Former Pakistan cricket greats paid tribute to retired batting master Inzamam-ul-Haq, saying the former skipper would be difficult to replace.
"Inzamam's performance is part of history," Javed Miandad said.
"He was a world-class player whose replacement will be hard to find in the near future," he said.
Inzamam fell agonisingly short of topping Miandad's Pakistan Test runs record in his final international appearance on Friday, against South Africa.
The 37-year-old Inzamam was dismissed for three in his last Test innings, finishing his career on 8,830 career runs, three short of a new record.
Despite his dismissal, Pakistan fought hard to salvage a draw against South Africa who won the two-Test series 1-0.
Miandad said failing to break his record had not diminished the batsman's outstanding 17-year career that included 25 hundreds in 120 Tests.
"What matters is Inzamam's show of respect for me and his extraordinary demeanour in this era when jealousy and disrespect prevail," said Miandad, who played alongside Inzamam between 1991 and 1996.
"A player like Inzamam is only born in centuries and his performances were proof of that," said Miandad who also coached Inzamam.
The batsman from Multan stepped down as captain and quit one-day cricket after Pakistan's humiliating first-round exit in the World Cup this year.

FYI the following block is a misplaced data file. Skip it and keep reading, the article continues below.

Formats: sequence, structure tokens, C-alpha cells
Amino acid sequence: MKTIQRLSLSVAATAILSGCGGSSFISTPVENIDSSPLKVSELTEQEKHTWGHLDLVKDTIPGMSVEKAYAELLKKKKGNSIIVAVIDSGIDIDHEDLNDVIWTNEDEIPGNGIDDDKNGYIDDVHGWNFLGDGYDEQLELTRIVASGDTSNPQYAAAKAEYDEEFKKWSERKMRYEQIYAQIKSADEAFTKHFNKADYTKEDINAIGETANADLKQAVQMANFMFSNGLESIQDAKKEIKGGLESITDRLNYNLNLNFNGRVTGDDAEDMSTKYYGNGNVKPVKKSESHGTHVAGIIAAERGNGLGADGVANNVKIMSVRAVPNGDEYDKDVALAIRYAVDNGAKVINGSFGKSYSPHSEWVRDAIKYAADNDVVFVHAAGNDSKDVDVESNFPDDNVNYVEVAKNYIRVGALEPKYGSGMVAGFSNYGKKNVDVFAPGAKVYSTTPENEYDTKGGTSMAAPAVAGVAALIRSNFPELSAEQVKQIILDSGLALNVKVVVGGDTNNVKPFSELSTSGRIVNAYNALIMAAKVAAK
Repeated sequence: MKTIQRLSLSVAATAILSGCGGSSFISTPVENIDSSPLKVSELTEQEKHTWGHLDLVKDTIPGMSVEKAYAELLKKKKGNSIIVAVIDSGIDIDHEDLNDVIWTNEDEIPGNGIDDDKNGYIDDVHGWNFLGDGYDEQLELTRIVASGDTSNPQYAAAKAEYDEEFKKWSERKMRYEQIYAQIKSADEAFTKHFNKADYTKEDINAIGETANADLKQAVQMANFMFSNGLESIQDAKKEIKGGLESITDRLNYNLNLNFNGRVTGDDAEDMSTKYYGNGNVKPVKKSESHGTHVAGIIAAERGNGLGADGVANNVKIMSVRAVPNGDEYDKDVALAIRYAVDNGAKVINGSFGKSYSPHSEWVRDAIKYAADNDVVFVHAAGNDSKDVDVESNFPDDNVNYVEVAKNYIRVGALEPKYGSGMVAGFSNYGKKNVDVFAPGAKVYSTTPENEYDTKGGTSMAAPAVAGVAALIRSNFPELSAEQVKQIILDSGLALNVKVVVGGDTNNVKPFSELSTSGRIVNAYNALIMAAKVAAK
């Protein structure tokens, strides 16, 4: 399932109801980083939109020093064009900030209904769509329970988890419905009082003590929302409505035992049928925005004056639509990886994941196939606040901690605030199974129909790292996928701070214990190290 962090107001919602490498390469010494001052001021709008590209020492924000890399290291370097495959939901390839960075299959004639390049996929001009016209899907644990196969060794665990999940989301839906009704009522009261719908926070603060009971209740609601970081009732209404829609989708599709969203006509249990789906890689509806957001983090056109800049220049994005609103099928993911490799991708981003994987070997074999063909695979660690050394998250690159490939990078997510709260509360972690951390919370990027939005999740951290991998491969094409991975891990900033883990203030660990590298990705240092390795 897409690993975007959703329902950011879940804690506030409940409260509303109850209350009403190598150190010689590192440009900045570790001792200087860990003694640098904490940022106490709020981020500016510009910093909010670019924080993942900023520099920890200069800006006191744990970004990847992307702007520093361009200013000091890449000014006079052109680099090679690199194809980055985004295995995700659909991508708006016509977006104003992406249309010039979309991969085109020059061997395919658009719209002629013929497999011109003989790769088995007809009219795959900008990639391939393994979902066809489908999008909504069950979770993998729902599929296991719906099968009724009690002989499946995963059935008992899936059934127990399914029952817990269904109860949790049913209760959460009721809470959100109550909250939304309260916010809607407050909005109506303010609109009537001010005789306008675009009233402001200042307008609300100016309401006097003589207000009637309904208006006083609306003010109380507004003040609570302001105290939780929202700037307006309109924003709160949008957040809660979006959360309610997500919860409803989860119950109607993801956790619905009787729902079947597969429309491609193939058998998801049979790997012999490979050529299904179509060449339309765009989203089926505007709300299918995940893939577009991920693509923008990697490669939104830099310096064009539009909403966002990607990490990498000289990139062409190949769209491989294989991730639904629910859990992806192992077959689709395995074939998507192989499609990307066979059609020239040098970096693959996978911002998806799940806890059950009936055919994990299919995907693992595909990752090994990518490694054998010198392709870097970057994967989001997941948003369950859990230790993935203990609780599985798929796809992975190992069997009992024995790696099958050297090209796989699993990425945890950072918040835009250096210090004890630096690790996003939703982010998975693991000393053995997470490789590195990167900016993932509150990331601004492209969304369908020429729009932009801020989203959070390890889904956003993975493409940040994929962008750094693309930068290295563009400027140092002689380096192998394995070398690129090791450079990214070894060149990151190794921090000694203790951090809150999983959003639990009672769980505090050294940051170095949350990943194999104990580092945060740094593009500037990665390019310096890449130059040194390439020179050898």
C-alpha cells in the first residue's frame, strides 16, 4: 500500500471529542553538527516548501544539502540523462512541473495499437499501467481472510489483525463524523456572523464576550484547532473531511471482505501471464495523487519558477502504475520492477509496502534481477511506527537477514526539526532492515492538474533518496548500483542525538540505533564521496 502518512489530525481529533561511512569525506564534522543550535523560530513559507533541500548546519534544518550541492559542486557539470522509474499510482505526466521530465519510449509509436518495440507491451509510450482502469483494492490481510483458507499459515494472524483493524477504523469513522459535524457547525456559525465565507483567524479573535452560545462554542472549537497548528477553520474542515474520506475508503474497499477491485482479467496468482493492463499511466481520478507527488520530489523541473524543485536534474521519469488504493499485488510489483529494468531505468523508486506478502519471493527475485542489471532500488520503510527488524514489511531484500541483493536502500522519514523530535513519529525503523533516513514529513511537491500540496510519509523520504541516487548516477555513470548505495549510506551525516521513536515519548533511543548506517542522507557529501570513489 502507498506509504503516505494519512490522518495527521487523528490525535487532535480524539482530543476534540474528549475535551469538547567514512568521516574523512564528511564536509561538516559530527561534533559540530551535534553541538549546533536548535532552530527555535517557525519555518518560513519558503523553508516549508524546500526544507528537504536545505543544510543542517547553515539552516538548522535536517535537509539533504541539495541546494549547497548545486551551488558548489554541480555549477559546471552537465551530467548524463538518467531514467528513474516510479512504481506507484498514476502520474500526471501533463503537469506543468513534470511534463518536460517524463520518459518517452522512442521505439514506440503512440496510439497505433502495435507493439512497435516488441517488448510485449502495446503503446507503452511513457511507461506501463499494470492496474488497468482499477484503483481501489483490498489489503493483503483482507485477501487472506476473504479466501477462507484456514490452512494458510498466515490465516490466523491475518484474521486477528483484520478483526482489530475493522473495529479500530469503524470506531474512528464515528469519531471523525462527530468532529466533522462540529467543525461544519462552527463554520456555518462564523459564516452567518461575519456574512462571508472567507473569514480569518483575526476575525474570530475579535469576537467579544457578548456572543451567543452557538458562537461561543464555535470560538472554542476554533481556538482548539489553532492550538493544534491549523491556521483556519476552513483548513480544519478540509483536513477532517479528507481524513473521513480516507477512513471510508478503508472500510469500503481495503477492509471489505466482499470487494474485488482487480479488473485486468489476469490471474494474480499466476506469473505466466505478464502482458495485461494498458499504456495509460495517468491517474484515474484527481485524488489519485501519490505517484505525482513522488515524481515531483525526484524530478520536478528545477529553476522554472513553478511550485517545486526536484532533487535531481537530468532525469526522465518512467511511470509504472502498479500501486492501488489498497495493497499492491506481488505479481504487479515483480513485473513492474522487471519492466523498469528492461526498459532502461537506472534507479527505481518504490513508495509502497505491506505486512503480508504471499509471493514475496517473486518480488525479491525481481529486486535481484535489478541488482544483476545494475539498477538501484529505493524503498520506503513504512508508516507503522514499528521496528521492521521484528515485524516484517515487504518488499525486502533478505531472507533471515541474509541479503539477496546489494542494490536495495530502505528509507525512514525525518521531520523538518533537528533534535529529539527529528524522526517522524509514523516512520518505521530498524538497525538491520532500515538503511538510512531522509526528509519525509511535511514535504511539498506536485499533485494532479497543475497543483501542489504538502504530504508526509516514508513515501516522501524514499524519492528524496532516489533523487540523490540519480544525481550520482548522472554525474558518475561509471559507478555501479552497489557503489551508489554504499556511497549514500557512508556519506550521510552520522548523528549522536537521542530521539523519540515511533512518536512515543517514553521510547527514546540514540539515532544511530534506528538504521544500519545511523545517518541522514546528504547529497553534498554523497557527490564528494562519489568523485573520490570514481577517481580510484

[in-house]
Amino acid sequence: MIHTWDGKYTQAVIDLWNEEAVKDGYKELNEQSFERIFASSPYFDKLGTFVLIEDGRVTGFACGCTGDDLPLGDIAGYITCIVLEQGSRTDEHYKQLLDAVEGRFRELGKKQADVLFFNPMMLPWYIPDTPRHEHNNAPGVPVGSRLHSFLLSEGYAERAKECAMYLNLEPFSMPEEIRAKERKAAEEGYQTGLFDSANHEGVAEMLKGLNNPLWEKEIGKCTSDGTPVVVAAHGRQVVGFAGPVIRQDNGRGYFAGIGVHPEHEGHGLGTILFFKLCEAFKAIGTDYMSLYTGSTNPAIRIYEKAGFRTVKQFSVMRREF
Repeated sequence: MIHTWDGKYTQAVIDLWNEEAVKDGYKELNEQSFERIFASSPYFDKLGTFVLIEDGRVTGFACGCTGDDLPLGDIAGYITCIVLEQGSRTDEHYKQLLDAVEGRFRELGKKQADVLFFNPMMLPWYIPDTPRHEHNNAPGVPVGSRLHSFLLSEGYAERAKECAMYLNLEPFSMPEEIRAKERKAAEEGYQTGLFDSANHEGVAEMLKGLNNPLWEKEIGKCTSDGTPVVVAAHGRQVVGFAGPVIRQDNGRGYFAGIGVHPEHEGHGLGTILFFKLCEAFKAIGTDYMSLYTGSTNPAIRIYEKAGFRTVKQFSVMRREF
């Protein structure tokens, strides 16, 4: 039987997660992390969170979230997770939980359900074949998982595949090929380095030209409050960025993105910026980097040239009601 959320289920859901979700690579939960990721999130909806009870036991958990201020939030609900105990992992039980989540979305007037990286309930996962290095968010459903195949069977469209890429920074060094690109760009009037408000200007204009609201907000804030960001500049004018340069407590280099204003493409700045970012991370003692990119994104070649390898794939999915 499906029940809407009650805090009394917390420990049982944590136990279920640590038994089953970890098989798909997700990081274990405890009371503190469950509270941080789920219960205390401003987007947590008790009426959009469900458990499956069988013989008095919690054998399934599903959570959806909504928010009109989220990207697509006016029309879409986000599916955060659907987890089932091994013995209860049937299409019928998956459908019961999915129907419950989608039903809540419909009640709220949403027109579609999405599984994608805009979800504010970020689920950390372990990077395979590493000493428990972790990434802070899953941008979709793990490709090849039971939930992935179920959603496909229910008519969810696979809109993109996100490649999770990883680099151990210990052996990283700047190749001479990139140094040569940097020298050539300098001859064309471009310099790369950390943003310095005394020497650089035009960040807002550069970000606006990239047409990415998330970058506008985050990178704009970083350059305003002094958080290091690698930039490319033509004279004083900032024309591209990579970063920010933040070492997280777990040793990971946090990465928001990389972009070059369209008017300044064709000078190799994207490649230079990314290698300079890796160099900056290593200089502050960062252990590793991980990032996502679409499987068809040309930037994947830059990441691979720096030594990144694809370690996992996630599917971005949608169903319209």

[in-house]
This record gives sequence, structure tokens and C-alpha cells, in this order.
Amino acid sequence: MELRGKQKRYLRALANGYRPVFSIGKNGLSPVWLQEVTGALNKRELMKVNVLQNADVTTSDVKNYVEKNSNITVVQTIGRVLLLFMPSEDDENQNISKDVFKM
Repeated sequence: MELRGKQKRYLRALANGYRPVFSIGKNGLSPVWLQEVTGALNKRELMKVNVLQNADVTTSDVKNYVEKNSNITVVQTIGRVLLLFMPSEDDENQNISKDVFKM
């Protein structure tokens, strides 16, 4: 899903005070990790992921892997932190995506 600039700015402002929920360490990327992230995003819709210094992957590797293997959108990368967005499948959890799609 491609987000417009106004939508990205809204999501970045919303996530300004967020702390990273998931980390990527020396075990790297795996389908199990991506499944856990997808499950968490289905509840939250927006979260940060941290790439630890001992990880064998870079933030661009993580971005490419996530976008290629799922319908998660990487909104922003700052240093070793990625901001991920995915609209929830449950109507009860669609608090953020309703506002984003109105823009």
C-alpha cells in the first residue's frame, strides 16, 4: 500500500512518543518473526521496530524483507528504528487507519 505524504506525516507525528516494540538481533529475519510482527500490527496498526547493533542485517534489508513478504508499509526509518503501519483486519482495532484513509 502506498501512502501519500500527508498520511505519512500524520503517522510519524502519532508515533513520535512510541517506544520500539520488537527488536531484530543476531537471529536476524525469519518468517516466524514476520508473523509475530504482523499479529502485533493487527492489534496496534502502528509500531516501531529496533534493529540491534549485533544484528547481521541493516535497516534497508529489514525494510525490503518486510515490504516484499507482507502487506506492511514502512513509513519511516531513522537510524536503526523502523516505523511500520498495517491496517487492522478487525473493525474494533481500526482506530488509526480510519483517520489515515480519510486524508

Coach Bob Woolmer was found dead in his hotel room the next day, sparking a police investigation and media frenzy that left the team and Inzamam in particular shellshocked.
Inzamam was captain last year during one of cricket's most extraordinary episodes when Pakistan forfeited the fourth Test against England for refusing to play after being penalised for ball-tampering.
But former teammates said his batting skills, rather than controversy, will be Inzamam's legacy. Wasim Akram said he rates Inzamam alongside Indian great Sachin Tendulkar and West Indian legend Brian Lara.
"Inzamam was right up there. He may not be as consistent as Tendulkar or Lara but he matched them in class. The lazy elegance, the craft and the guile were all treats to watch," said fellow batsman Akram.
Akram pointed to the 1992 World Cup semifinal when Inzamam was vomiting through illness and thought himself incapable of playing.
"Our captain Imran Khan convinced him to play and the rest is history," said Akram of the match in which Inzamam smashed a 37-ball 60.
He then scored a 35-ball 42 to help Pakistan beat England in the final.
"Inzamam made his mark and became one of Pakistan's top batsman for nearly a decade. I was a great fan of his batting," Akram said.
Inzamam will be missed not only by Pakistan but fans worldwide, he said.
"He was famous around the world so I am sure he will be missed by the fans all over the world," said Akram who retired in 2003.
Another Pakistan great, Zaheer Abbas, described Inzamam as a class act.
"He looked so easy at the crease that bowlers used to get fooled. It will be hard for Pakistan to find a replacement for Inzamam," said batsman Abbas.
Intikhab Alam, Pakistan's manager and coach in the 1992 World Cup, said he never doubted that Inzamam would reach the top level.
"When he was selected for Pakistan in the 1992 World Cup a lot of people had doubts about him. He looked a bit lazy but he surprised everyone with his fielding and batting," said Alam.